A Closer Look at NASA’s Strategic Space Technology Investment Plan

NASA_Tech_FundingEarlier this month, NASA released its Strategic Space Technology Investment Plan that prioritizes the space technologies the agency considers to be essential to achieve its goals over the next 20 years.  The 92-page plan calls for a balanced series of investments across 14 key technology areas. The document also specifically outlines spending priorities over the next four years, which cover the remainder of the Obama Administration’s term.

The investments are divided into three main categories: core technology (70%), adjacent technology (30%), and complementary technology (10%).  The investments are placed within a larger framework composed of four pillars that describe NASA’s overall goals in space.

The investment categories and pillars are described below in excerpts from the report. You can view the entire report online on NASA’s website.

Core Technology Investments (70%)

The Core technologies represent focused areas of technology investment that are indispensable for NASA’s present and planned future missions. The Core technology investments have significant impact on NASA’s scientific, robotic, and human exploration missions and further the technology needs of other Government agencies and the commercial sector. The Core priorities include both mission-specific technologies and pioneering and crosscutting developments.

The Core technologies are:

1. Launch and In-space Propulsion
2. High Data Rate Communications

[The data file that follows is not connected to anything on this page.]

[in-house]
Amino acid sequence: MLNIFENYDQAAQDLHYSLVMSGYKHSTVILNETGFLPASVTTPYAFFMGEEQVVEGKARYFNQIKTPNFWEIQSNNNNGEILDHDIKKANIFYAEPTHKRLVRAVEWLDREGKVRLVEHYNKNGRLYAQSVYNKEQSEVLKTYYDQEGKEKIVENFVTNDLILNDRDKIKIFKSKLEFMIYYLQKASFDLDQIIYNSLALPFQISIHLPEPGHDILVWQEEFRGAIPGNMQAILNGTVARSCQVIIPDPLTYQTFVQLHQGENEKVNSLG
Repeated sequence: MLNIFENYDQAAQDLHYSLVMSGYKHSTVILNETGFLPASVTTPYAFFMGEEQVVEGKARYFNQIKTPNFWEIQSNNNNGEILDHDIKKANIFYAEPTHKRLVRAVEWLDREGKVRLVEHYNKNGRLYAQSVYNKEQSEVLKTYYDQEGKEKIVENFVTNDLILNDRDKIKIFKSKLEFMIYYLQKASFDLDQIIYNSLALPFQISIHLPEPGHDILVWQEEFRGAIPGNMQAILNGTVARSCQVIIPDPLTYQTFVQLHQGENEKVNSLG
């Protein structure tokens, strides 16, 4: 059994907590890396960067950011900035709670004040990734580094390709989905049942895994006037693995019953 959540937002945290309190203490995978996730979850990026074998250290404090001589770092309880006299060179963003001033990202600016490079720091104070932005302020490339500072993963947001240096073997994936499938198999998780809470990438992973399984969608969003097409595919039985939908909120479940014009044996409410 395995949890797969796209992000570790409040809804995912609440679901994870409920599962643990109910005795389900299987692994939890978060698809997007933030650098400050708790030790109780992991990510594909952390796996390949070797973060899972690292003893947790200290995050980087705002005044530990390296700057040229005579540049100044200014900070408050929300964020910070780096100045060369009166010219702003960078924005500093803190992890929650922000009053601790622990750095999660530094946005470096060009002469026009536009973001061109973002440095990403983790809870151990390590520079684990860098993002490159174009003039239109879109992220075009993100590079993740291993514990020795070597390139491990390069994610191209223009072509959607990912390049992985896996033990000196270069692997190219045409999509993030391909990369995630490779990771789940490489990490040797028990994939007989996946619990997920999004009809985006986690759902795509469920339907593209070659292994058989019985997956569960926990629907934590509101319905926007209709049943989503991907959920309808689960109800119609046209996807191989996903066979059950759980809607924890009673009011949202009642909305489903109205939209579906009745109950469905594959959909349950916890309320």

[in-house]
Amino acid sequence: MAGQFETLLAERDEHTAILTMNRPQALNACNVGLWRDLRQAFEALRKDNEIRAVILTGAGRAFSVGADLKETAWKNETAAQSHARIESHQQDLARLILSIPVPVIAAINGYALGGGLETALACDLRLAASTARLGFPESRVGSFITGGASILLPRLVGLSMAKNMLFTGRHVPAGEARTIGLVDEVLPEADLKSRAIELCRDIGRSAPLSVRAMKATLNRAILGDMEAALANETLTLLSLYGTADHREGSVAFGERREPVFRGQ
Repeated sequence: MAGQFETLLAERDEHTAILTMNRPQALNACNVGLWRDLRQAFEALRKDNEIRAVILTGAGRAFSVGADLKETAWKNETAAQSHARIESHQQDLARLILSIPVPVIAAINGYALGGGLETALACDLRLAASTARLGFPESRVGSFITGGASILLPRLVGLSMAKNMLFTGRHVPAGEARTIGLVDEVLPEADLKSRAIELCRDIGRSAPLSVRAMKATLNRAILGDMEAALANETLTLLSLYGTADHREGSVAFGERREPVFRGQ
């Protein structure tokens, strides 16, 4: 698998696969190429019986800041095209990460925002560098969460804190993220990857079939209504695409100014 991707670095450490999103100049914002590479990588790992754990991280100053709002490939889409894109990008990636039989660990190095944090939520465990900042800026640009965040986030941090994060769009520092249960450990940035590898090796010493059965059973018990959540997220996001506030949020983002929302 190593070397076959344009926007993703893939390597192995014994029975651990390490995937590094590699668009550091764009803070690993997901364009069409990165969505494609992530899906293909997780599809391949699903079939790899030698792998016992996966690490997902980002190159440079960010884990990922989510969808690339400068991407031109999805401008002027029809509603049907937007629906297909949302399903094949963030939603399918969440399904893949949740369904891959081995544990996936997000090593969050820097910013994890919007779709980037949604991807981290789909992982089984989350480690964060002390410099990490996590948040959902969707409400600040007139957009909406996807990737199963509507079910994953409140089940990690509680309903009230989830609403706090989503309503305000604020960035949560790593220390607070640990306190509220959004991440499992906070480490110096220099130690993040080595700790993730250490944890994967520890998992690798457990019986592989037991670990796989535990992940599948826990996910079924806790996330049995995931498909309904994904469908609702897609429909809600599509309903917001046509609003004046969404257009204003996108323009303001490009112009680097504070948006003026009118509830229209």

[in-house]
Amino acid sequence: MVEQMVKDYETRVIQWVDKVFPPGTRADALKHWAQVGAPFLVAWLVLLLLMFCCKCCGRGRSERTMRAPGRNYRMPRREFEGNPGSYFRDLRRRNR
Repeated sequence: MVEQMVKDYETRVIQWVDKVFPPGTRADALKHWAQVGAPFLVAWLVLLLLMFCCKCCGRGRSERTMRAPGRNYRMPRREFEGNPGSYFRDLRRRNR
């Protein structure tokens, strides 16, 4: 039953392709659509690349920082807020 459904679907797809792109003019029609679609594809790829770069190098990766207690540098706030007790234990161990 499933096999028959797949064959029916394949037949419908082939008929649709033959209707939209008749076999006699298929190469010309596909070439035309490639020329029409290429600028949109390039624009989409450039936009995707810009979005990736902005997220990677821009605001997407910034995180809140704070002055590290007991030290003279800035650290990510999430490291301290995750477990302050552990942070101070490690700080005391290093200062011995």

3. Lightweight Space Structures and Materials
4. Robotics and Autonomous Systems
5. Environmental Control and Life Support System
6. Space Radiation Mitigation
7. Scientific Instruments and Sensors
8. Entry, Descent, and Landing


Adjacent Technology Investments (20%)

Adjacent technology investments relate to the Core investments that are not strategically indispensable. Adjacent technologies are not part of the Core technologies but are part of the NRC’s 83 high priorities. Their development may take more time than the pressing needs identified in the Core.

Potential Adjacent technology investments include investments related to thermal control, crew health, energy generation, and nanotechnologies. Adjacent technology investments also include investments in support of collaboration with other Government agencies such as cybersecurity, structural monitoring, and vehicle safety technologies. Many of these technologies are also applicable to national goals and priorities, such as cybersecurity and nanotechnology, which were specifically addressed in the Science and Technology Priorities for the FY 2014 Budget memorandum. Three Adjacent technologies—power generation, thermal control systems, and long-duration crew health—are associated with the NRC’s top 16 priorities.

Adjacent Technologies

Complementary Technology Investments (10%)

Complementary technology investments represent breadth, where Core and Adjacent technologies represent depth. These investments are characterized by limited immediate relevance. They include technologies with the potential to bear relevance within the 20-year horizon of this strategic plan, although investing now ensures that those that can bear fruit sooner are given the chance to do so. This set of investments completes the strategic approach by ensuring NASA casts a wide net, seeding future innovation. In some cases, Complementary technologies depend on other technology development for completion or far-term need dates.